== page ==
Date: Thursday, February 5, 2009
Time: 7:30 p.m.
Location: Getty Villa, Auditorium
Admission: Free; a ticket is required. Call (310) 440-7300 or use the "Get Tickets" button below.
The public spaces of the Roman Empire were filled with statues of men depicted nude. Learn why from classicist Chris Hallett, who offers a look at the fascinating variety of nude male statuary found throughout ancient Rome—fearless warriors, victorious athletes, elite emperors, and thunderbolt-wielding gods, as well as anonymous ordinary men.
What made nudity the "costume of choice" for the representation of all these figures, and what did their nudity signify? Hallett brings alive how ancient Romans would have viewed such statuary and shows how these figures' anatomy, gesture, and bearing offer clues that can help us understand this all-pervading yet enigmatic feature of Greek and Roman art.
The lecture complements the exhibition Reconstructing Identity: A Statue of a God from Dresden, which traces the modern history of a monumental nude Roman statue of a god.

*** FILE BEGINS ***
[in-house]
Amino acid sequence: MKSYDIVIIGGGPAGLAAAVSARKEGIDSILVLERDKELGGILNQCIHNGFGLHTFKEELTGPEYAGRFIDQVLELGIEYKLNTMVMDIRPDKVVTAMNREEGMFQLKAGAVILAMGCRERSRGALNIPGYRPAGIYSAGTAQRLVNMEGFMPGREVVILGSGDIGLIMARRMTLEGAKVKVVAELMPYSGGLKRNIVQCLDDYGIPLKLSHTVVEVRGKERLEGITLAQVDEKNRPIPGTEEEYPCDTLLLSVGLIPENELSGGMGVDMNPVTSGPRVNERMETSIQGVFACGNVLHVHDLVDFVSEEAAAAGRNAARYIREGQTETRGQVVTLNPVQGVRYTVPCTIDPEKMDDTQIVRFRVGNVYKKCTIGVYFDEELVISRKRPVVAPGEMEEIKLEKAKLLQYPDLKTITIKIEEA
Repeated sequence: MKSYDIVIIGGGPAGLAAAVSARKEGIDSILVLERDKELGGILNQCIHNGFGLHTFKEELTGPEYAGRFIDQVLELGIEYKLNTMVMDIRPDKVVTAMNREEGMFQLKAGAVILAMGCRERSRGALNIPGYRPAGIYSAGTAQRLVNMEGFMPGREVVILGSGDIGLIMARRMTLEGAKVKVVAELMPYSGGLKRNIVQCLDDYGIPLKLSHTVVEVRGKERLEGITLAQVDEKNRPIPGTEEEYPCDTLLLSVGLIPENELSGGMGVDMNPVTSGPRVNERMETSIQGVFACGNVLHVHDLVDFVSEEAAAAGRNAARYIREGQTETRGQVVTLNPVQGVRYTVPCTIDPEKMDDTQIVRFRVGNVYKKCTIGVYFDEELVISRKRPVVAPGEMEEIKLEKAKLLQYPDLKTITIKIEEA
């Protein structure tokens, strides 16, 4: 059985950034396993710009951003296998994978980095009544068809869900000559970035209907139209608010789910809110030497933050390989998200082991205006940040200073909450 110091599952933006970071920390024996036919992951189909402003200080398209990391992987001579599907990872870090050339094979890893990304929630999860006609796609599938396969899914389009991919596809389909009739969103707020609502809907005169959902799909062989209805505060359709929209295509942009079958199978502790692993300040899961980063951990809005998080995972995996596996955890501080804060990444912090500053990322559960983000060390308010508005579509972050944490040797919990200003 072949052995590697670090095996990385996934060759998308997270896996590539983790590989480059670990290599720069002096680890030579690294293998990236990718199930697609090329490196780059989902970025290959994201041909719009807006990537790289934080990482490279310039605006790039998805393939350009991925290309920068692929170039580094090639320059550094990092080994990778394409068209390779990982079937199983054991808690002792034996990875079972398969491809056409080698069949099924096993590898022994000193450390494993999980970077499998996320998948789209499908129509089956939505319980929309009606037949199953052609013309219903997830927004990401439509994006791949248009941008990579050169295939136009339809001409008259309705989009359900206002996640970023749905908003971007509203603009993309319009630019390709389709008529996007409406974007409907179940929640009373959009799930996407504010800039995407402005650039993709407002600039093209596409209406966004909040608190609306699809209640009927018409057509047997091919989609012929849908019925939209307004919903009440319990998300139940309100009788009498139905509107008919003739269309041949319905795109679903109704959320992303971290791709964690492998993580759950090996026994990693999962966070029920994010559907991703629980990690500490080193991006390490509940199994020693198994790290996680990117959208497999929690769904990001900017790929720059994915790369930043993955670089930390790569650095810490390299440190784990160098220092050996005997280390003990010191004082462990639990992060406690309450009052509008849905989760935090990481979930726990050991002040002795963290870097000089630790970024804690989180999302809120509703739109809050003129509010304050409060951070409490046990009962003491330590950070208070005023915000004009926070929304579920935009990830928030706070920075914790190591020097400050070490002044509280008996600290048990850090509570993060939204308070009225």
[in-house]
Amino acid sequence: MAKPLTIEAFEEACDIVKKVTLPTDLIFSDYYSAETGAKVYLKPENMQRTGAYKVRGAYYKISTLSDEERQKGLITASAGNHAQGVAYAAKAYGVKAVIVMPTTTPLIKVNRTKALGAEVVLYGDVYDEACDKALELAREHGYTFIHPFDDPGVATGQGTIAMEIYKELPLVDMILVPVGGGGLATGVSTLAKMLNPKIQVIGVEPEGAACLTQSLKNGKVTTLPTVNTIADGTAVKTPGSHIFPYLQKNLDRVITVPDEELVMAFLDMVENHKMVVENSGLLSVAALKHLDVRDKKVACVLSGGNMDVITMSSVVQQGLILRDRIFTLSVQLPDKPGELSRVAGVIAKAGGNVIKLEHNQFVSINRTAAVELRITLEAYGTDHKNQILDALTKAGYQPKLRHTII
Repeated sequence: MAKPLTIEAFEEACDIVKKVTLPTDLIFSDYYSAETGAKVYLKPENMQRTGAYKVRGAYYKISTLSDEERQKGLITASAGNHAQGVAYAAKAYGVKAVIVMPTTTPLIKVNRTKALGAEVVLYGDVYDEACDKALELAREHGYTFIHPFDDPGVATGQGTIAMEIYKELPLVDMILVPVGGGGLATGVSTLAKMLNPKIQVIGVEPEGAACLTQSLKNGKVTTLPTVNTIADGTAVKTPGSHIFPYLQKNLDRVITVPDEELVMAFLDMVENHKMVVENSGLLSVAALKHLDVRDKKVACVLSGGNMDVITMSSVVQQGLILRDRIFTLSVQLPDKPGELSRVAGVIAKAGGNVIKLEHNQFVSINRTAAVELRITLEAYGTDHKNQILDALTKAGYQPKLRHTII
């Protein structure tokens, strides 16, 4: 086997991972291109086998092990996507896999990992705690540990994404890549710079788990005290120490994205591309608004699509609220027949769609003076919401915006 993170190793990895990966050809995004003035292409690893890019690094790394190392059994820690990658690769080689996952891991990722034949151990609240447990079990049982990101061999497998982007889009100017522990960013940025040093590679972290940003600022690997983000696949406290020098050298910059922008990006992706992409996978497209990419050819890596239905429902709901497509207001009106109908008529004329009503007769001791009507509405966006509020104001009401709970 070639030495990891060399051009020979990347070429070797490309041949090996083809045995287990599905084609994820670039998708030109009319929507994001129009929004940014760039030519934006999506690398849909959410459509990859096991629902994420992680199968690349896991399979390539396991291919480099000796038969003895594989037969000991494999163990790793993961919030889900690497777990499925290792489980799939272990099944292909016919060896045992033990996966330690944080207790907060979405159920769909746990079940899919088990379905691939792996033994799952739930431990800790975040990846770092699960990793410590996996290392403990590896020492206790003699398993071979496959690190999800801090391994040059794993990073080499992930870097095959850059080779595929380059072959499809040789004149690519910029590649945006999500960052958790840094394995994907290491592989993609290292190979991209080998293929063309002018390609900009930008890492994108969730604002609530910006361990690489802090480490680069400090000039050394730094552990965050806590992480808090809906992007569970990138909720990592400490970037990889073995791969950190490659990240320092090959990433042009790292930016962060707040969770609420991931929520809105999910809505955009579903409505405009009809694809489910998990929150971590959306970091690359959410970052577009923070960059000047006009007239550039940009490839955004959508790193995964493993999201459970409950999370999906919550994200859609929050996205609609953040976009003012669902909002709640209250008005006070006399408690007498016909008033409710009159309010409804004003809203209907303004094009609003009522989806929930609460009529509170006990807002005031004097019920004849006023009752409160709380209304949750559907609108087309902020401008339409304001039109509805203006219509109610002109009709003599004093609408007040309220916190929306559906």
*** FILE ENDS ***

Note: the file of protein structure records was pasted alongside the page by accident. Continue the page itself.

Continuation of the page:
About Chris Hallett
Chris Hallett teaches Roman material culture in the departments of history of art and classics at the University of California, Berkeley. An expert in Roman art and sculpture, Hallett has worked since 1991 at New York University's excavations in Aphrodisias in southwestern Turkey. He is co-author of the recent volume Roman Portrait Sculpture of Aphrodisias and author of The Roman Nude: Heroic Portrait Statuary 200 B.C.–300 A.D., which has been praised for "admirably and energetically contextualiz[ing] its enigmatic subject." (Art History). Hallett is currently working on a book on the visual culture of the late Republic and the early Empire and its relationship to earlier Greek art.
How to Get Here
The Getty Villa is located at 17985 Pacific Coast Highway in Malibu, California, approximately 25 miles west of downtown Los Angeles. See Hours, Directions, Parking for directions and parking information.